delicacy, and even the generosity of its hostility—that quality which is still the characteristic, as it furnishes the denomination, of a gentleman—that principle which forbids us to attack the defenceless, to strike the fallen, or to mangle the slain—and enjoins us, in forging the shafts of satire, to increase the polish exactly as we add to their keenness or their weight. For this, as well as for other things, we are indebted to chivalry; and of this Burns had none. His ingenious and amiable biographer has spoken repeatedly in praise of his talents for satire we think, with a most unhappy partiality. His epigrams and lampoons appear to us, one and all, unworthy of him -offensive from their extreme coarseness and violence, and contemptible from their want of wit or brilliancy. They seem to have been written not out of playful malice or virtuous indignation, but out of fierce and ungovernable anger. His whole raillery consists in railing; and his satirical vein displays itself chiefly in calling names and in gwearing. We say this mainly with a reference to his personalities. In many of his more general representations of life and manners, there is no doubt much that may be called satirical, mixed up with admirable humour, and description of inimitable vivacity.
There is a similar want of polish, or at least of respectfulness, in the general tone of his gallantry. He ha's written with more passion, perhaps, and more variety of natural feeling on the subject of love, than any other poet whatever—but with a fervour that is sometimes indelicate, and seldom accommodated to the timidity and
sweet austere composure” of women of refinement. He has expressed admirably the feelings of an enamoured peasant, who, however refined or eloquent he may be, always approaches his mistress on a footing of equality; but has never caught that tone of chivalrous gallantry which uniformly abases itself in the presence of the object of its devotion. Accordingly, instead of suing for a smile or melting in a tear, his muse deals in nothing but locked embraces and midnight rencontres; and, even in his complimentary effusions to ladies of the highest rank, is for straining them to the bosom of her impetuous votary. It is easy, accordingly, to see from his correspondence, that many of his female patronesses shrank from the vehement familiarity of his admiration; and there are even some traits in the volumes before us from which we can gather that he resented the shyness and estrangement to which those feelings gave rise, with at least as little chivalry as he had shown in producing them.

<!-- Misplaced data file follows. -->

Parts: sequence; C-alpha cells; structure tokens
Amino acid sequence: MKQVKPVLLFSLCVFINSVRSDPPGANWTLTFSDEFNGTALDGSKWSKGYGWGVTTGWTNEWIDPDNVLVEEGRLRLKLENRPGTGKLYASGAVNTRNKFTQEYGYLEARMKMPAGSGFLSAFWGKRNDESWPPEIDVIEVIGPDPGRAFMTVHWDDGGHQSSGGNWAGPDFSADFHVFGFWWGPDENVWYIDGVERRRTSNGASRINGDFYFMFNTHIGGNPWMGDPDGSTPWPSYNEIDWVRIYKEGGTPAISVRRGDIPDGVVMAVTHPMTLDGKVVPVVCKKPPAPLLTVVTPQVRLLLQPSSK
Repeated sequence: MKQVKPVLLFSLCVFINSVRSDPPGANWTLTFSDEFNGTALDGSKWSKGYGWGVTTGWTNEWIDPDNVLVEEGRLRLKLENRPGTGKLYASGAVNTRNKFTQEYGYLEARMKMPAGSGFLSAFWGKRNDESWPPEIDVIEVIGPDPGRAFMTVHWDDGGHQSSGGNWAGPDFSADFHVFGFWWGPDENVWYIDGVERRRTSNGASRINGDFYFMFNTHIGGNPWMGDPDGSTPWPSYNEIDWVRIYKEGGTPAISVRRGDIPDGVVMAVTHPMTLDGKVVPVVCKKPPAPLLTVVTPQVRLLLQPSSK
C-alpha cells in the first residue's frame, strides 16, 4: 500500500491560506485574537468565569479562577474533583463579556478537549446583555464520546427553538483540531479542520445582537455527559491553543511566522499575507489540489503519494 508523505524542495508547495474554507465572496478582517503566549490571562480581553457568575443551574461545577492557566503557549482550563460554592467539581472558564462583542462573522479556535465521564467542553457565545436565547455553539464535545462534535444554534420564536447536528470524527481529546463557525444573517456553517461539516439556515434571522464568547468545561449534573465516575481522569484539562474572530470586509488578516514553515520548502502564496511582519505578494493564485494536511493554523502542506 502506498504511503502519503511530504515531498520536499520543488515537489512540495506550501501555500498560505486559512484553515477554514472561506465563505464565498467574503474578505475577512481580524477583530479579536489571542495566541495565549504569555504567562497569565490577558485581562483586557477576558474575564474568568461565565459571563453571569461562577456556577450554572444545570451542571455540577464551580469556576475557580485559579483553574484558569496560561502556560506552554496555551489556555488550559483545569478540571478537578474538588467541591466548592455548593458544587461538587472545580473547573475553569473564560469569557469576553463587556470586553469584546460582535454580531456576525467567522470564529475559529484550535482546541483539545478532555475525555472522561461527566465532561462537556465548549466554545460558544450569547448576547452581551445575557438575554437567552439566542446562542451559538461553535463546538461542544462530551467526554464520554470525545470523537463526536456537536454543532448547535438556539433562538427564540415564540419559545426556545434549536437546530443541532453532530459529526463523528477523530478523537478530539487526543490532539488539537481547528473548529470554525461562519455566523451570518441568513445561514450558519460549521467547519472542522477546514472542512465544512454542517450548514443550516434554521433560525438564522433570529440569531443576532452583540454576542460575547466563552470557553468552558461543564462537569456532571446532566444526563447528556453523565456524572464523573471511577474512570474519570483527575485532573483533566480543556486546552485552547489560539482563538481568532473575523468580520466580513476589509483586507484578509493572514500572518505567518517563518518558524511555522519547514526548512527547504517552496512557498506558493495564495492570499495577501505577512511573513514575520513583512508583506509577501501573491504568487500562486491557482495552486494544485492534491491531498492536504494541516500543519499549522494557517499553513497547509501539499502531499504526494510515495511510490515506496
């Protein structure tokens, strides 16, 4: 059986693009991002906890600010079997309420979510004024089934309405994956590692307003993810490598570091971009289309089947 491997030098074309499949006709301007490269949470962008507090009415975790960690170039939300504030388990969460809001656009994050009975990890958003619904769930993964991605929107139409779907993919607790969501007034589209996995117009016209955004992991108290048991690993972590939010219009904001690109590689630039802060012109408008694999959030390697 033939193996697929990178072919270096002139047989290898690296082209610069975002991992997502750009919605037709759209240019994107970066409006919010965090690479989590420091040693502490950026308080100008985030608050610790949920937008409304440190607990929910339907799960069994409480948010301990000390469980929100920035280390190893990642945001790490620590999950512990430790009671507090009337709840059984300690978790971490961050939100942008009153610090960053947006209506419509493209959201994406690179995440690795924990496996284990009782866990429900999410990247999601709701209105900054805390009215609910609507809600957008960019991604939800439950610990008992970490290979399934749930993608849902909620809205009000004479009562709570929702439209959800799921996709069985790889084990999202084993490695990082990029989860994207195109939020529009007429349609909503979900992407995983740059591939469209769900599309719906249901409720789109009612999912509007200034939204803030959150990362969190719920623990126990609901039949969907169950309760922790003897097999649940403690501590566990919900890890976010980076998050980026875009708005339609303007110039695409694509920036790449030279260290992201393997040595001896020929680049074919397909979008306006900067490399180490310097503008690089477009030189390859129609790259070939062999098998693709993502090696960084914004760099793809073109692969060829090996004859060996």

But the leading vice in Burns's character, and the cardinal deformity, indeed, of all his productions, was his contempt, or affectation of contempt, for prudence, decency, and regularity; and his admiration of thoughtlessness, oddity, and vehement sensibility_his belief, in short, in the dispensing power of genius and social feeling in all matters of morality and common sense. This is the very slang of the worst German plays, and the lowest of our town-made novels; nor can anything be more lamentable than that it should have found a patron in such a man as Burns, and communicated to many of his productions a character of immorality at once contemptible and hateful. It is but too true that men of the highest genius have frequently been hurried by their passions into a violation of prudence and duty; and there is something generous, at least, in the apology which their admirers may make for them, on the score of their keener feelings and habitual want of reflection. But this apology, which is quite unsatisfactory in the mouth of another, becomes an insult and an absurdity whenever it proceeds from their own. A man may say of his friend that he is a noble-hearted fellow-too generous to be just, and with too much spirit to be always prudent and regular. But he cannot be allowed to say even this of himself; and still less to represent himself as a hare-brained, sentimental soul, constantly carried away by fine fancies and visions of love and philanthropy, and born to confound and despise the cold blooded sons of prudence and sobriety. This apology, indeed, evidently destroys itself, for it shows that conduct to be the result of deliberate system, which it affects at the same time to justify as the fruit of mere